Ford dominating NASCAR

DEAN McNULTY, QMI Agency

, Last Updated: 7:22 PM ET

Late last fall, at the final race of the 2010 NASCAR Sprint Cup race of the season at Homestead Miami Speedway, Montreal’s Patrick Carpentier was bemoaning the fact that he had failed to qualify his No. 26 Air Guard Ford for the show.

But he was certain that if his team had been able to use Ford’s new FR9 engine that day, he would have qualified easily for the Ford 400.

“Without a doubt,” Carpentier said at the time. “Man, that FR9 is a rocket.”

Ford had made the FR9 available only to select teams during its shakedown runs late in 2010.

It had been developed by Ford in association with Roush Yates Engines as an attempt to catch up to the Chevrolet and Toyota power plants that had been dominating the Sprint Cup series over the previous five seasons.

It worked.

On Sunday at Las Vegas Motor Speedway the first four cars on the grid — that’s the entire two front rows — will be Fords with the FR9 motor.

And while it’s only the third race of the 2011 Cup season, heads are being turned by the power that this new engine is putting out.

Matt Kenseth set an LVMS record of 188.884 m.p.h.in the No 17 Roush Fenway Ford to win the pole position for Sunday’s Kobalt Tools 400. Right behind him were Marcos Ambrose in the No. 9 Richard Petty Motorsports Ford at 188.166 m.p.h., Carl Edwards in the No. 99 RFR Ford at 188.127 m.p.h. and Greg Biffle in the No. 16 RFR Ford at 187.970.

All four are powered by the FR9.

“I have to give Doug Yates and the engine shop a lot of credit because I think we have more power than we ever had last year,” Kenseth said. “This is our first full season with the FR9 and we started running better on it toward the end of last year.

“In Phoenix our engine ran really well and now here this weekend you see all the Fords up toward the top.”

Kenseth, the 2003 Sprint Cup champion, said he knew right from Daytona that the Yates group had something special in store with the new engine.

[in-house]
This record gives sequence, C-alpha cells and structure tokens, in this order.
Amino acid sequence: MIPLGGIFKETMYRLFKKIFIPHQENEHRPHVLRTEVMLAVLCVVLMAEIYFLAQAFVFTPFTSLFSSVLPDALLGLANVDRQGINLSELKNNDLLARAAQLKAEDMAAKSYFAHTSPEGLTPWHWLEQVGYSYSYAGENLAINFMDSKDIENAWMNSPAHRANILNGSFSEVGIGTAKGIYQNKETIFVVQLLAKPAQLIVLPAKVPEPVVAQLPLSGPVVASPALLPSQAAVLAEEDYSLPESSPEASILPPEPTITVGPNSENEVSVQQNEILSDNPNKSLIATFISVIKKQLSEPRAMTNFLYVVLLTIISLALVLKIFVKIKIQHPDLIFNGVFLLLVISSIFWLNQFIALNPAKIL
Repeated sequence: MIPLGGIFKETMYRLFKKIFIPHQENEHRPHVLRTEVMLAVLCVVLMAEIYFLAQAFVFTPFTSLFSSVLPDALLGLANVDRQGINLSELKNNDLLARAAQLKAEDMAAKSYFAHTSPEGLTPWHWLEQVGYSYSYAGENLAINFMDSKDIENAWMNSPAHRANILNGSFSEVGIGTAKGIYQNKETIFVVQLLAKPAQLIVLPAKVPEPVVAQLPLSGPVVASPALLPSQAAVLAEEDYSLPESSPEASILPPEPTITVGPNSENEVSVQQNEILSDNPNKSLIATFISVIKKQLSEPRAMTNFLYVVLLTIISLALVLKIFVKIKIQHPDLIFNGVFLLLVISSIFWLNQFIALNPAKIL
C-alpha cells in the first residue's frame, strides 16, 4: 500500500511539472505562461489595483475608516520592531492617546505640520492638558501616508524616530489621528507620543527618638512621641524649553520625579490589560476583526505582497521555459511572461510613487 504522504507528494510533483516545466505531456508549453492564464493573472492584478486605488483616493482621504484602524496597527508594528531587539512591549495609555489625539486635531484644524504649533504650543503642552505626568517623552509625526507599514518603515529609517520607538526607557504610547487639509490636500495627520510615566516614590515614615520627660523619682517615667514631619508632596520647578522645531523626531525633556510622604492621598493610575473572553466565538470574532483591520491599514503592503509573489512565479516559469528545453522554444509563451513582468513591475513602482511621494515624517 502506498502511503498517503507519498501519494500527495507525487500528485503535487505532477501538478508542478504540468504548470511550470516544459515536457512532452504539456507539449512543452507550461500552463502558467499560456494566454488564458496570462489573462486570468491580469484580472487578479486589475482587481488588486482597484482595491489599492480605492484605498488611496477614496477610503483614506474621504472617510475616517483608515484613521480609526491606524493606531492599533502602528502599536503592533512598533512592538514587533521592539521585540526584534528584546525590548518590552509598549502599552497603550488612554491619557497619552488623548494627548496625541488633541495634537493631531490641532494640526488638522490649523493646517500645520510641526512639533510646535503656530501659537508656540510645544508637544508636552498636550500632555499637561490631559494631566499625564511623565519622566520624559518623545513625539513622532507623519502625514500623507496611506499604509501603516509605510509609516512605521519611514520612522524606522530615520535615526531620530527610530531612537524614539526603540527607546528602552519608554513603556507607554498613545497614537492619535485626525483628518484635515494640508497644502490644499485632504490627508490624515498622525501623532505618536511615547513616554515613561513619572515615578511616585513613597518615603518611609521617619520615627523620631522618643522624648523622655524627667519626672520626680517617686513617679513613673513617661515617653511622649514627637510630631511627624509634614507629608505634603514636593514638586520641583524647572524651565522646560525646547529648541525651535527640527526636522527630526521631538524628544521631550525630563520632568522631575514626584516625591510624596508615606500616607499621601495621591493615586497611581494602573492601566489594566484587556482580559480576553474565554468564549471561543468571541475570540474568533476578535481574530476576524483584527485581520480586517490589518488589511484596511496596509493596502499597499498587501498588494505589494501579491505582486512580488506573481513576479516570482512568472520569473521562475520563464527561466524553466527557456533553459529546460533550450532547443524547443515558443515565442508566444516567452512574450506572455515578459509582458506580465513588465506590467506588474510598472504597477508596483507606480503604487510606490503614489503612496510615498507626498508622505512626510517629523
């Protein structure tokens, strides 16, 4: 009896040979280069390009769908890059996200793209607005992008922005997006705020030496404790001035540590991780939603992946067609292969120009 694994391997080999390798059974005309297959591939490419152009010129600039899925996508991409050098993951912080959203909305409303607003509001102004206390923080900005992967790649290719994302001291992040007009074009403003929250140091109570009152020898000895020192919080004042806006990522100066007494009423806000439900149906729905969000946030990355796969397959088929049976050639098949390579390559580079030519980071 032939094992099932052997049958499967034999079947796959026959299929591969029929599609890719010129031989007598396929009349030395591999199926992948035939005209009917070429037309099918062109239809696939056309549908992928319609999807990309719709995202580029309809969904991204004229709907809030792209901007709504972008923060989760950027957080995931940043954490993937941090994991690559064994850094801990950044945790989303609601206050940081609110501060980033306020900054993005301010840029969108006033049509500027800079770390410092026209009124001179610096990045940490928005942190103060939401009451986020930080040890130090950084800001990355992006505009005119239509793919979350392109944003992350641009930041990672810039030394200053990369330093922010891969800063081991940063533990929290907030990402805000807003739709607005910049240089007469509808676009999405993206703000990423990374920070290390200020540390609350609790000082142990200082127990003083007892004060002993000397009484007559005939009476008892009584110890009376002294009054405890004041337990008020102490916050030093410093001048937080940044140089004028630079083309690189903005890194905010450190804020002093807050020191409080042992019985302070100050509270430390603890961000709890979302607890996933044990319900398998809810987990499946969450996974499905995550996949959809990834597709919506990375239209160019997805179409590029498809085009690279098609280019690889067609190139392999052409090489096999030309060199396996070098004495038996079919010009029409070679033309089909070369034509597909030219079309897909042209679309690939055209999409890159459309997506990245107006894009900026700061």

“(Yates) hadn’t told me that he has had big gains but he has been in a really good mood lately,” Kenseth said. “We have had big gains and the speed is up.”

Kenseth — never one to get too excited — said he is tempering his enthusiasm for the FR9 until there are few more races to judge its effectiveness in the long run.

“You really don’t know about this year for, probably, about another month or so but I think we can continue down this path of making ourselves better.”

Edwards, meanwhile, doesn’t have the same reservations as his RFR teammate. In fact his was downright bullish after his qualifying effort put him on the second row.

“That is a testament to how hard our guys are working at the shop and Doug Yates and everyone with the FR9 engine,” he said. “They have done an amazing job. We talked about earlier that we wanted to see how we ran in this first 1.5-mile (race).

“That would be a little bit of a test for the rest of the season. So far it looks really good. I am excited ... this is great for us.”

Yates has had to deal with a lot of adversity over the past several seasons that saw his father’s Yates Racing program dissolve, with the engine building component partnered with the RFR group.

There were doubts that the FR9 could compete with the big horsepower Toyota and Chevrolets especially after the first few outings last season didn’t exactly burn up the race tracks.

But Yates remained confident and it looks like he will be vindicated.

“We’ve had such a great start to the 2011 season,” he said. “Finishing 1-2-3 at Daytona, putting Carl Edwards on the pole in Phoenix, and the astounding speed we’ve shown in Vegas make me very proud of all the engineers at Roush Yates and Ford Racing.

“We’ve worked really hard in the off season to see gains on the racetrack and I think there are even more great things to come.”


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